A product currently sold to the public is the Craftsman Table Saw Sawdust Collection Kit Model 9-29962, is a plastic box type unit, V shaped on two opposing sides designed as a conduit to vacuum hoses. This unit is specifically designed for Craftsman table saws and must be used with a vacuum. It does not have a sawdust drop option and can only be installed and removed by separating the table saw from the stand. It can not be installed into the base of the table saw and must be installed in units having a stand.
A second product on the market is Craftsman item 00922100000 which is a collection bag designed for Craftsman table saws. It attaches to a bracket installed between the table saw and the table saw stand. The dust collection bag must be removed for emptying and does not have a vacuum connection.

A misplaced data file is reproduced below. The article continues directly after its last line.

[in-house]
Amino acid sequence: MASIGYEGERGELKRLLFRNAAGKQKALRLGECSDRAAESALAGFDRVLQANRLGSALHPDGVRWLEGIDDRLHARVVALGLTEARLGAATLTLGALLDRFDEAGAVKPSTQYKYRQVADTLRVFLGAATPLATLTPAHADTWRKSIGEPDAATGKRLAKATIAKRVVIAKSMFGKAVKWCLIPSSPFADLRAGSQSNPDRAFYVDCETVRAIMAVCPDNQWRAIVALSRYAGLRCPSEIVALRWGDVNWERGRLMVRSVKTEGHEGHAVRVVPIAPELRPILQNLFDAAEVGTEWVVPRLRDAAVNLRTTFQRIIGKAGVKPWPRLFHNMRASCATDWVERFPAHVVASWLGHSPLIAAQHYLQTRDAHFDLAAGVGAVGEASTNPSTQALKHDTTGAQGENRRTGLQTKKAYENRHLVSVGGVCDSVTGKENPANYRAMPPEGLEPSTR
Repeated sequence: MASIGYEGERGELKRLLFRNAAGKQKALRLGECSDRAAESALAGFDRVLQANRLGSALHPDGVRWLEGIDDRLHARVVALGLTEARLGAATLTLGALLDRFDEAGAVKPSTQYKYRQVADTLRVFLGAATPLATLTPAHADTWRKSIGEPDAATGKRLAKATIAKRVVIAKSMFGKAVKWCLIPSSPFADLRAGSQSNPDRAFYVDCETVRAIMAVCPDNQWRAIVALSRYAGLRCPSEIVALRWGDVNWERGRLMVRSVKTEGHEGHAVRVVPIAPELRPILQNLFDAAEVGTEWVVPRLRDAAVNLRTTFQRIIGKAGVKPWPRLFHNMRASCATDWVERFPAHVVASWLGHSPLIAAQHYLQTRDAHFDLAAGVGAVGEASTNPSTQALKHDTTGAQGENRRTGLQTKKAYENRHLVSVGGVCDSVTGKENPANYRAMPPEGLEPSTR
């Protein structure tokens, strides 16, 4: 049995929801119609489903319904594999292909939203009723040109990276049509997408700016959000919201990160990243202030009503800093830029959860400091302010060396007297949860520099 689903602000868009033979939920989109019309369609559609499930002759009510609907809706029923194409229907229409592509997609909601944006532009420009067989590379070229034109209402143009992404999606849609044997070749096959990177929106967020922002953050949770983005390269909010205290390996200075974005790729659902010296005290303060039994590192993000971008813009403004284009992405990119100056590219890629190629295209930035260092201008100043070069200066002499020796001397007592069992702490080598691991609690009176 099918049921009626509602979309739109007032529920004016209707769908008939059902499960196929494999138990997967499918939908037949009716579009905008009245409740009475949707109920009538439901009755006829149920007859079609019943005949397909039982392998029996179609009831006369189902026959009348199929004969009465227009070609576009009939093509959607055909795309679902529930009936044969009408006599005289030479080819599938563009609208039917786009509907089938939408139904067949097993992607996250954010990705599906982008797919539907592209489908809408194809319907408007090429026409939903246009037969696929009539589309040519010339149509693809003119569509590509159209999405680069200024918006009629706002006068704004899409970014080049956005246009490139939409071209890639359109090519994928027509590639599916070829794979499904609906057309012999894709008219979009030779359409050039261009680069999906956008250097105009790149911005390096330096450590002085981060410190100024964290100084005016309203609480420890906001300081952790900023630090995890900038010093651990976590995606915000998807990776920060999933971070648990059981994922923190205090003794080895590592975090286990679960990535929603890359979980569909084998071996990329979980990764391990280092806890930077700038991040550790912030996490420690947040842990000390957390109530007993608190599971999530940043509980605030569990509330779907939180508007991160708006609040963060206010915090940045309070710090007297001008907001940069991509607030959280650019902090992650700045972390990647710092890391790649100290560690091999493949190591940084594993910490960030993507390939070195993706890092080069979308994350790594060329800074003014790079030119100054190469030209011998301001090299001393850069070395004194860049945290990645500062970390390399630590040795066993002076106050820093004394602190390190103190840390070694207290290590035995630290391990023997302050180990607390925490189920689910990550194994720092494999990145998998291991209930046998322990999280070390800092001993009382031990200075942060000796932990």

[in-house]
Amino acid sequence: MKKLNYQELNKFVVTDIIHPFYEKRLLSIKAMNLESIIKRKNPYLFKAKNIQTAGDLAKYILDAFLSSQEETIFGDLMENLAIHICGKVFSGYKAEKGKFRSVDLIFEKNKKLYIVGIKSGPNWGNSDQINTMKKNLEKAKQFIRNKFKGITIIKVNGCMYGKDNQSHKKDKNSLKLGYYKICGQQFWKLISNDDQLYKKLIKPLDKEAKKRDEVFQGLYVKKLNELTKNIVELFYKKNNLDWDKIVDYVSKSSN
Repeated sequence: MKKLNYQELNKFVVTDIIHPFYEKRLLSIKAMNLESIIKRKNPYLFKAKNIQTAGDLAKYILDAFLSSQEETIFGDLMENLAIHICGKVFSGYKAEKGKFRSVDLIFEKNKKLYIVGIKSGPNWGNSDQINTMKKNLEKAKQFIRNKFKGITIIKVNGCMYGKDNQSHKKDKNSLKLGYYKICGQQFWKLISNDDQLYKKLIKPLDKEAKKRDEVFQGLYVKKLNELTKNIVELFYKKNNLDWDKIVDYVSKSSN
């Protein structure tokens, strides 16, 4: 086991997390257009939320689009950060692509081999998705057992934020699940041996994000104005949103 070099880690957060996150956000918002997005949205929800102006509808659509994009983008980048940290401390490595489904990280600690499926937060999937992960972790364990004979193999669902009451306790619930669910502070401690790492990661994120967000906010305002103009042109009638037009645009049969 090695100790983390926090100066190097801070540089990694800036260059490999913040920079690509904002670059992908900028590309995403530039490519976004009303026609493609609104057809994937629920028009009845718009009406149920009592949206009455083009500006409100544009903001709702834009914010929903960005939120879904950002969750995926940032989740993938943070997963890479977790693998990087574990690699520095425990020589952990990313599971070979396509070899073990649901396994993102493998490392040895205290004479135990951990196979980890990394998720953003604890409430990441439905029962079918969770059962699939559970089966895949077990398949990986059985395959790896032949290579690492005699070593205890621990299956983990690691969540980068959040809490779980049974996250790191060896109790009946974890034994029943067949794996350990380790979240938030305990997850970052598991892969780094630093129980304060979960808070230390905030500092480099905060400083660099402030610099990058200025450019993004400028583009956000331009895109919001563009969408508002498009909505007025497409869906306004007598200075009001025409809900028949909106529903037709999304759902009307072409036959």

A third product on the market is named Less-Mess which is a floor length snap on sawdust collection bag designed for table saws with stands. The sawdust collection bag must be removed for emptying, does not have a vacuum connection and does not have any other means for continuous evacuation of sawdust.
Fine Woodworking Magazine profiled a build-it-yourself sawdust collection system for table saws in its December 2000 issue in an article entitled Dust-Proof Your Contractor's Saw. This device is a plywood box mounted to the underside of a table saw stand, one side of which has a dust port which must be connected to a motorized sawdust collector. The design is very similar to the aforementioned Craftsman Table Saw Sawdust Collection Kit Model 9-29962 but has a back plate for table saws having external motors. While this design requires attaching a motorized sawdust collector to it, it would be possible to use a vacuum adapter to enable the attachment of workshop vacuums. It does not have a sawdust drop option, must be attached to a table saw stand and is not easily removed.